The acquisition of and departure from stemness in cancer tissues might not only be hardwired by genetic controllers, but also by the pivotal regulatory role of the cellular metabotype, which may act as a "starter dough" for cancer stemness traits. We have coined the term metabostemness to refer to the metabolic parameters causally controlling or functionally substituting the epitranscriptional orchestration of the genetic reprogramming that redirects normal and tumor cells toward less-differentiated CSC cellular states. Certain metabotypic alterations might operate as pivotal molecular events rendering a cell of origin susceptible to epigenetic rewiring required for the acquisition of aberrant stemness and, concurrently, of refractoriness to differentiation. The metabostemness attribute can remove, diminish, or modify the nature of molecular barriers present in Waddington's epigenetic landscapes, thus allowing differentiated cells to more easily (re)-enter into CSC cellular macrostates. Activation of the metabostemness trait can poise cells with chromatin states competent for rapid dedifferentiation while concomitantly setting the idoneous metabolic stage for later reprogramming stimuli to finish the journey from non-cancerous into tumor-initiating cells. Because only a few permitted metabotypes will be compatible with the operational properties owned by CSC cellular states, the metabostemness property provides a new framework through which to pharmacologically resolve the apparently impossible problem of discovering drugs aimed to target the molecular biology of the cancer stemness itself. We are embarking on one of the cancer field's biggest challenges, namely the discovery of the key metabolic features and the elite metabolites that influence chromatin structure and epigenetic circuits in charge of CSC reprogramming and the incorporation of novel metaboloepigenetic strategies that can effectively hamper cancer initiation and progression at the stem cell level. © 2014 Menendez and Alarco´n.

Cufi S.,Catalan Institute of Oncology Girona ICO Girona | Cufi S.,Girona Biomedical Research Institute IdIBGi | Vazquez-Martin A.,Catalan Institute of Oncology Girona ICO Girona | Vazquez-Martin A.,Girona Biomedical Research Institute IdIBGi | And 6 more authors.
Cell Cycle | Year: 2011

The molecular mechanisms used by breast cancer stem cells (BCSCs) to survive and/or maintain their undifferentiated CD44 +CD24 -/low mesenchymal-like antigenic state remain largely unexplored. Autophagy, a key homeostatic process of cytoplasmic degradation and recycling evolved to respond to stress conditions, might be causally fundamental in the biology of BCSCs. Stable and specific knockdown of autophagy-regulatory genes by lentiviral-delivered small hairpin (sh) RNA drastically decreased the number of JIMT-1 epithelial BC cells bearing CD44 +CD24 -/low cell-surface antigens from ∼75% in parental and control (-) shRNA-transduced cells to 26% and 7% in ATG8/LC3 shRNA- and ATG12 shRNA-transduced cells, respectively. Autophagy inhibition notably enhanced transcriptional activation of CD24 gene, potentiating the epithelial-like phenotype of CD44 +CD24 + cells vs. the mesenchymal CD44 +CD24 -/low progeny. EMT-focused Real Time RT-PCR profiling revealed that genetic ablation of autophagy transcriptionally repressed the gene coding for the mesenchymal filament vimentin (VIM). shRNA-driven silencing of the ATG12 gene and disabling the final step in the autophagy pathway by the antimalarial drug chloroquine both prevented TGFβ1-induced accumulation of vimentin in JIMT-1 cells. Knockdown of autophagy-specific genes was sufficient also to increase by up to 11-times the number of CD24 + cells in MDA-MB-231 cells, a BC model of mesenchymal origin that is virtually composed of CD44 +CD24 -/low cells. Chloroquine treatment augmented the number of CD24 + cells and concomitantly reduced constitutive overexpression of vimentin in MDA-MB-231 cells. This is the first report demonstrating that autophagy is mechanistically linked to the maintenance of tumor cells expressing high levels of CD44 and low levels of CD24, which are typical of BCSCs. © 2011 Landes Bioscience.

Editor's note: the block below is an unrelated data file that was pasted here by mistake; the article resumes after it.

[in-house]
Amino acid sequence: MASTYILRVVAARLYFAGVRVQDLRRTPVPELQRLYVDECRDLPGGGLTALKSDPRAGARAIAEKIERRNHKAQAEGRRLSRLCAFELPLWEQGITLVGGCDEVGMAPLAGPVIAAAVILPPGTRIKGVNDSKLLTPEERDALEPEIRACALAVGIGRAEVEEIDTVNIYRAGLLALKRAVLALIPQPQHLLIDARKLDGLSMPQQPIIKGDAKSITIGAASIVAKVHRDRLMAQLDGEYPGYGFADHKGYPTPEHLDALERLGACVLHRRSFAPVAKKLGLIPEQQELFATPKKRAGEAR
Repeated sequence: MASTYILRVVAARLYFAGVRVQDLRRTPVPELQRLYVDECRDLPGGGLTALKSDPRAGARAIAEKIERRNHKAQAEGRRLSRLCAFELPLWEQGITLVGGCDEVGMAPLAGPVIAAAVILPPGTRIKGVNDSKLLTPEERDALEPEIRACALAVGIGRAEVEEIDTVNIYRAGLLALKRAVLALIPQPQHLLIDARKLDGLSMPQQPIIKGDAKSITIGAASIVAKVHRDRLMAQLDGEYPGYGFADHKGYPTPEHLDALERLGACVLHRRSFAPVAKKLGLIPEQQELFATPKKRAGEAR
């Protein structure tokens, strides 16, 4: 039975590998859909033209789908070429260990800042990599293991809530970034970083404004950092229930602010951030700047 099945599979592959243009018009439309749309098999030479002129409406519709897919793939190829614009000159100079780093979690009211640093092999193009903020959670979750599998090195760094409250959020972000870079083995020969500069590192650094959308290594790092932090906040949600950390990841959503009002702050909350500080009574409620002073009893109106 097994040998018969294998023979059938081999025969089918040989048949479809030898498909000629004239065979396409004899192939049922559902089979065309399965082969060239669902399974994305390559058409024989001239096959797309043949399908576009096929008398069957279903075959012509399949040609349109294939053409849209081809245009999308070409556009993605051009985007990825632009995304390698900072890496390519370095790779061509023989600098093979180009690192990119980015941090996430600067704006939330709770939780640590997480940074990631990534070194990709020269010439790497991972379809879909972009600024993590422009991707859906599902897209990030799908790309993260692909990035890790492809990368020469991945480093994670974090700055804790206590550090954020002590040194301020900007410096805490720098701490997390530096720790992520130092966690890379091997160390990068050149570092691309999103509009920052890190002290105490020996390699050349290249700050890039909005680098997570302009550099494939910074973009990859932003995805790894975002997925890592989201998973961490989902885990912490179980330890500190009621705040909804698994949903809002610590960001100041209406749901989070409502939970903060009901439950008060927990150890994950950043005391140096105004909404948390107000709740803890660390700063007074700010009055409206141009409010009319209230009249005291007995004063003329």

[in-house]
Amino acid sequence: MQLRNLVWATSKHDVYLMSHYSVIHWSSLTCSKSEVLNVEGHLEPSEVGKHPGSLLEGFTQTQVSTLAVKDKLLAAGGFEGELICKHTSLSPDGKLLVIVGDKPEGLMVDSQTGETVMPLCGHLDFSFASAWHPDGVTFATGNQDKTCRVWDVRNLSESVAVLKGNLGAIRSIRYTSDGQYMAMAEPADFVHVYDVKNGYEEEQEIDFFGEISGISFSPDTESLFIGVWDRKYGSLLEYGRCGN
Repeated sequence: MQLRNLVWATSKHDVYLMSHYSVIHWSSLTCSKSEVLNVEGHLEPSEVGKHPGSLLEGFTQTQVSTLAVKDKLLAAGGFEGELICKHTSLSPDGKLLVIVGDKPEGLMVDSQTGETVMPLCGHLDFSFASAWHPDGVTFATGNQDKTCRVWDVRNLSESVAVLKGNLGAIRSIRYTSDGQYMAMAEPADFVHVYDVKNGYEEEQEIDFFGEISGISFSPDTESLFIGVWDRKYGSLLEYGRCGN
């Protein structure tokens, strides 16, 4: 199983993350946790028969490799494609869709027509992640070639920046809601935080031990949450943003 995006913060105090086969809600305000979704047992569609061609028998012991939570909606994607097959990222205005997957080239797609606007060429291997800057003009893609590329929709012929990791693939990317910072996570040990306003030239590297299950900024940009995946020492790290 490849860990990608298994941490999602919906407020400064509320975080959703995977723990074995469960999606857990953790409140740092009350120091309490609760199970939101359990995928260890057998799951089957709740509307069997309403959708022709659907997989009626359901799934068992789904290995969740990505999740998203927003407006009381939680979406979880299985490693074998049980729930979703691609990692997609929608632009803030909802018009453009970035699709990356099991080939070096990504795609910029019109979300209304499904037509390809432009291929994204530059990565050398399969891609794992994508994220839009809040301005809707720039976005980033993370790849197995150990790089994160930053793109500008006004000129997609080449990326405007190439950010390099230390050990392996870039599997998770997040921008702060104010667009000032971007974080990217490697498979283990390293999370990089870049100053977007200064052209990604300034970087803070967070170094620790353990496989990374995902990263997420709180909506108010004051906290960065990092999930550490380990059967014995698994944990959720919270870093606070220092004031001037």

Menendez J.A.,Catalan Institute of Oncology Girona ICOGirona | Menendez J.A.,Girona Biomedical Research Institute IDIBGi | Joven J.,Rovira i Virgili University
Aging | Year: 2012

The gerosuppressant metformin operates as an efficient inhibitor of the mTOR/S6K1 gerogenic pathway due to its ability to ultimately activate the energy-sensor AMPK. If an aging-related decline in the AMPK sensitivity to cellular stress is a crucial event for mTOR-driven aging and aging-related diseases, including cancer, unraveling new proximal causes through which AMPK activation endows its gerosuppressive effects may offer not only a better understanding of metformin function but also the likely possibility of repositioning our existing gerosuppressant drugs. Here we provide our perspective on recent findings suggesting that de novo biosynthesis of purine nucleotides, which is based on the metabolism of one-carbon compounds, is a new target for metformin's actions at the crossroads of aging and cancer. © Menendez and Joven.